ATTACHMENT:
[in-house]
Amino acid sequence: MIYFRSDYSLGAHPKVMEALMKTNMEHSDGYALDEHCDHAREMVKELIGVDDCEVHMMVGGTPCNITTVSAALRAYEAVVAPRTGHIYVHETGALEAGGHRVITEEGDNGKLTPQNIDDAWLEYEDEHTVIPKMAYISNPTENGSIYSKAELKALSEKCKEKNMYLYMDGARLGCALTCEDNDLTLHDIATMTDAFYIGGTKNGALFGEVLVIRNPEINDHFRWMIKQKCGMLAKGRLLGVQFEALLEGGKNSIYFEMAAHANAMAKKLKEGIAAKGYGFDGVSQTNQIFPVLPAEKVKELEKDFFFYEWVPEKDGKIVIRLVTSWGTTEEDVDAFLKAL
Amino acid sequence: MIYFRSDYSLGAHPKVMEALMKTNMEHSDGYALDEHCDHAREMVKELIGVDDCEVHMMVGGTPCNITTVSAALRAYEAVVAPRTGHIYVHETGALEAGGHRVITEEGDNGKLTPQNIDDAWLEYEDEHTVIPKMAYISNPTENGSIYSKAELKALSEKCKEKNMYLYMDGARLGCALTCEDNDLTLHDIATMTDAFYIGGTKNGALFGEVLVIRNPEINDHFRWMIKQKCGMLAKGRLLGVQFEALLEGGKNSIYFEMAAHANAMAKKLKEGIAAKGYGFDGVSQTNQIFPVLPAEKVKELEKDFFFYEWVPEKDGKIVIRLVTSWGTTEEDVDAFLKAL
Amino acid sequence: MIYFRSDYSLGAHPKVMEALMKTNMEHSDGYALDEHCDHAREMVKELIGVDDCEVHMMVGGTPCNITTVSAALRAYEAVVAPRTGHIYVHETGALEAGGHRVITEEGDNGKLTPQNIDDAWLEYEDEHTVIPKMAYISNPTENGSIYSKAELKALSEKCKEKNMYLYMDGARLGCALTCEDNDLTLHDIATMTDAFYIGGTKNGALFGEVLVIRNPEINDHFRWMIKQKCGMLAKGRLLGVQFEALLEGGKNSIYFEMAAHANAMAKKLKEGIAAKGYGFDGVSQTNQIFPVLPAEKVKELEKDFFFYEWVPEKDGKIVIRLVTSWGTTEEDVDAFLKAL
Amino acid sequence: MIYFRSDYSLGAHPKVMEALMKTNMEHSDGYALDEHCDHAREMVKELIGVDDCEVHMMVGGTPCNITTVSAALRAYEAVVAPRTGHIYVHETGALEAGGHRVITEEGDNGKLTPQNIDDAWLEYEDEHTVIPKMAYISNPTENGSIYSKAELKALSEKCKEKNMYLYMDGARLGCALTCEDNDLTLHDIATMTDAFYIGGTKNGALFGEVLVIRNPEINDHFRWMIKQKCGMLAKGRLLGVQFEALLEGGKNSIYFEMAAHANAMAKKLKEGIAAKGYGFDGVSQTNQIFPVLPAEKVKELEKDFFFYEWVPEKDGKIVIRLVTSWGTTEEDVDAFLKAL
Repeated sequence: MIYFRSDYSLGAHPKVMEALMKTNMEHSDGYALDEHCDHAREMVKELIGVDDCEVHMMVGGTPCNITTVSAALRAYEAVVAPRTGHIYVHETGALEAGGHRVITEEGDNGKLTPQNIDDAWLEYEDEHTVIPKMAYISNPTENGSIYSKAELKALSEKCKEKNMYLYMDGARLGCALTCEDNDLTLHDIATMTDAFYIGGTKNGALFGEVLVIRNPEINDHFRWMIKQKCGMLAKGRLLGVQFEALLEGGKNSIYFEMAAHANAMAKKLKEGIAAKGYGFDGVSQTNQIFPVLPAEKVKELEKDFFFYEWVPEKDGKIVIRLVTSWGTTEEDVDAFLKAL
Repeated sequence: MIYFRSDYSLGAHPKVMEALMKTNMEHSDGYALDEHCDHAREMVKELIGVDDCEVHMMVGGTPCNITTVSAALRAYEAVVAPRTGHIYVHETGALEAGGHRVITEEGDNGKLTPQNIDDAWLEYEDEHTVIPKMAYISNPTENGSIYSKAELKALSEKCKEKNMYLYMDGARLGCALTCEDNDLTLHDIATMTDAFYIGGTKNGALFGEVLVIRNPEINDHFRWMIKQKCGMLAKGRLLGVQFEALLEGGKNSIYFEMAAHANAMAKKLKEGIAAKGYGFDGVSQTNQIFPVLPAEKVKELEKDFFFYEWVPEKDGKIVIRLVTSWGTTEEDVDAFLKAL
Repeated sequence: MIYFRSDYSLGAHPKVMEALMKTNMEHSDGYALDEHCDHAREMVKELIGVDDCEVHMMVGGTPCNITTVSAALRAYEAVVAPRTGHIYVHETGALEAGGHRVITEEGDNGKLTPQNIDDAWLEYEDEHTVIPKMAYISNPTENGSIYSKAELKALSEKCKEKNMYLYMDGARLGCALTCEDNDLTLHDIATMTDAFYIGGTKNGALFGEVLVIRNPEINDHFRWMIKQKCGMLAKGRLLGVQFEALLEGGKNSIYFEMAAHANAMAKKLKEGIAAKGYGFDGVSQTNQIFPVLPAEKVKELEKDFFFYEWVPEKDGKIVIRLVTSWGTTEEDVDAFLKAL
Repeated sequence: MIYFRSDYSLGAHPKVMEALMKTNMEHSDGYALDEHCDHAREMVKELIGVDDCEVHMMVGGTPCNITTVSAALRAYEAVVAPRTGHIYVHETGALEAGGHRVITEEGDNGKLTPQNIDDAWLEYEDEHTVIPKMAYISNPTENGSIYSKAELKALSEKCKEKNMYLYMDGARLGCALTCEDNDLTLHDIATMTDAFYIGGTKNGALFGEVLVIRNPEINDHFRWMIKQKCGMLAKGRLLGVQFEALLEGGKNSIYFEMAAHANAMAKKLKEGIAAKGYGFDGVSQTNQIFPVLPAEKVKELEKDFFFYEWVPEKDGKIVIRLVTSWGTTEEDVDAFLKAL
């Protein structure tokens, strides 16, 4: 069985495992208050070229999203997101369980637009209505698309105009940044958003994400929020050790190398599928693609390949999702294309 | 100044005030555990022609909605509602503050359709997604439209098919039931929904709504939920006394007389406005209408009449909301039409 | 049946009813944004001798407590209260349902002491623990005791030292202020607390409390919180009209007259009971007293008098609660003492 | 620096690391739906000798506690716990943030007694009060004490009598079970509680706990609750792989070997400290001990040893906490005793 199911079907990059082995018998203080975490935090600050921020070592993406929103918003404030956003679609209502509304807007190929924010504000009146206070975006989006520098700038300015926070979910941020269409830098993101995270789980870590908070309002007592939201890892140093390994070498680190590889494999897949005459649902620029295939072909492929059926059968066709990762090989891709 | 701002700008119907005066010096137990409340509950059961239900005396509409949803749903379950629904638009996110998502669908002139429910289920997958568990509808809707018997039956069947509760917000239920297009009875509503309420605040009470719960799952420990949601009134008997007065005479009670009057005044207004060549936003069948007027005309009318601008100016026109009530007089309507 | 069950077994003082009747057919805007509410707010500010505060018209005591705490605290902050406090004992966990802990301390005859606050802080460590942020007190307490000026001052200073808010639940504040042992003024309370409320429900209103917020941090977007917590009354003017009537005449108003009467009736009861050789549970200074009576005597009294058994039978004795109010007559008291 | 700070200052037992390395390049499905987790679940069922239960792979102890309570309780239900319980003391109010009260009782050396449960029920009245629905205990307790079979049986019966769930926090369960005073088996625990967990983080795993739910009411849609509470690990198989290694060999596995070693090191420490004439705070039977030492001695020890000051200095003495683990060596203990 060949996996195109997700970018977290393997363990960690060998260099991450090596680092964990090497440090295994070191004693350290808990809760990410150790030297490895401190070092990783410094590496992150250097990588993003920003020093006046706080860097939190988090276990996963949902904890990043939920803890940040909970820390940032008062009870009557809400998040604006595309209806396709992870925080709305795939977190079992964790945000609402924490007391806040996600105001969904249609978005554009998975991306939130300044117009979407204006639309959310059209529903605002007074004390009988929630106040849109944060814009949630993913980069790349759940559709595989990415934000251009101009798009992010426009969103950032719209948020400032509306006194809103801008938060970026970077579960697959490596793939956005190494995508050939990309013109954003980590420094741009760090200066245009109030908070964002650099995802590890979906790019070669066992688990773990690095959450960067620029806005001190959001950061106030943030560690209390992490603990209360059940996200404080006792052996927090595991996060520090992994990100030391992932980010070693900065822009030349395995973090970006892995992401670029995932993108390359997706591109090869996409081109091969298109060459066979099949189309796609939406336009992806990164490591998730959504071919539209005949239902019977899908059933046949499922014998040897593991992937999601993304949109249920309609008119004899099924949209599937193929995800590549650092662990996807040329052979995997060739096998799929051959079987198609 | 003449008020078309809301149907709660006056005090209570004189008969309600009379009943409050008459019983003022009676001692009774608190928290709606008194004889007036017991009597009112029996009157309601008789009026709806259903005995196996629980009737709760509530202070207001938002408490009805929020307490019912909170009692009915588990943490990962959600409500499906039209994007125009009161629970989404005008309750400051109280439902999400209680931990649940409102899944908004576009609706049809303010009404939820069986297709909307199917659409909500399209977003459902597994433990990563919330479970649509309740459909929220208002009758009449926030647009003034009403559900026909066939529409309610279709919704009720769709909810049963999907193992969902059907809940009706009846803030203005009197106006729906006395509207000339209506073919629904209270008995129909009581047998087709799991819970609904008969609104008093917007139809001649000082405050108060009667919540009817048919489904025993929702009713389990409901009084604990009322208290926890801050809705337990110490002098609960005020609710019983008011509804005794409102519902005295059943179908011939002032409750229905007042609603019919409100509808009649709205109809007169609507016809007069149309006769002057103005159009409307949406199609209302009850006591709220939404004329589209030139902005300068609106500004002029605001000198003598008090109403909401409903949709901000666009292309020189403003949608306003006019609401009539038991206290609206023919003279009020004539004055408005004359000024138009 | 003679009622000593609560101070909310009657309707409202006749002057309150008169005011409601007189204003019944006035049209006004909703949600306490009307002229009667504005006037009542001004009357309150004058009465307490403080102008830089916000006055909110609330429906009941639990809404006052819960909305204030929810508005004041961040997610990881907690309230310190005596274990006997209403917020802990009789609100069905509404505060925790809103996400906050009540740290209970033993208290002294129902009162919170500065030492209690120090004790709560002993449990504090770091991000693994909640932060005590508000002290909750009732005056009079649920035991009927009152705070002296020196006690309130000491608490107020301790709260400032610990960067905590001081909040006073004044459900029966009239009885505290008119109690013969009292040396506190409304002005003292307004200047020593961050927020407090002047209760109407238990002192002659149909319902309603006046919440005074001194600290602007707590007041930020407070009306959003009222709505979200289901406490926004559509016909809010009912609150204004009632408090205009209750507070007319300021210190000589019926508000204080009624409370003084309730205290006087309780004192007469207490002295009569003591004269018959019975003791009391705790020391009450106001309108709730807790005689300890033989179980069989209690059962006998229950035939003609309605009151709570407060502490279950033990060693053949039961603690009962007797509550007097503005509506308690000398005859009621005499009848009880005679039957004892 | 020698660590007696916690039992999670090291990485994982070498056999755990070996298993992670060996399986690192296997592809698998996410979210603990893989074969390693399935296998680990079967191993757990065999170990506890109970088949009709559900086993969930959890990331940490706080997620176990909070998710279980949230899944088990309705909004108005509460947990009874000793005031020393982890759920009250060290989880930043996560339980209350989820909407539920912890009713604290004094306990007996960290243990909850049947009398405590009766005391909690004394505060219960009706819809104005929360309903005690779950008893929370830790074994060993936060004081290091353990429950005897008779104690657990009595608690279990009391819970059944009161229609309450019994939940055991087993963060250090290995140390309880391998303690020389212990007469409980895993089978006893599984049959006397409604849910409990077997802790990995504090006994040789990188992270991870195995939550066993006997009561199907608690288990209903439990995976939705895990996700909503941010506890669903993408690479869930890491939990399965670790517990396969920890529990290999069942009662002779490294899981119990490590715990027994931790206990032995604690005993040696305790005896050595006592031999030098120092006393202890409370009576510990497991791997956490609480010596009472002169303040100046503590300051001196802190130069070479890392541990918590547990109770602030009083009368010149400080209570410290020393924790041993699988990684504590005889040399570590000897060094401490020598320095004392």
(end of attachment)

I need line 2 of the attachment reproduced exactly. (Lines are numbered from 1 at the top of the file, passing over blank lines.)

Amino acid sequence: MIYFRSDYSLGAHPKVMEALMKTNMEHSDGYALDEHCDHAREMVKELIGVDDCEVHMMVGGTPCNITTVSAALRAYEAVVAPRTGHIYVHETGALEAGGHRVITEEGDNGKLTPQNIDDAWLEYEDEHTVIPKMAYISNPTENGSIYSKAELKALSEKCKEKNMYLYMDGARLGCALTCEDNDLTLHDIATMTDAFYIGGTKNGALFGEVLVIRNPEINDHFRWMIKQKCGMLAKGRLLGVQFEALLEGGKNSIYFEMAAHANAMAKKLKEGIAAKGYGFDGVSQTNQIFPVLPAEKVKELEKDFFFYEWVPEKDGKIVIRLVTSWGTTEEDVDAFLKAL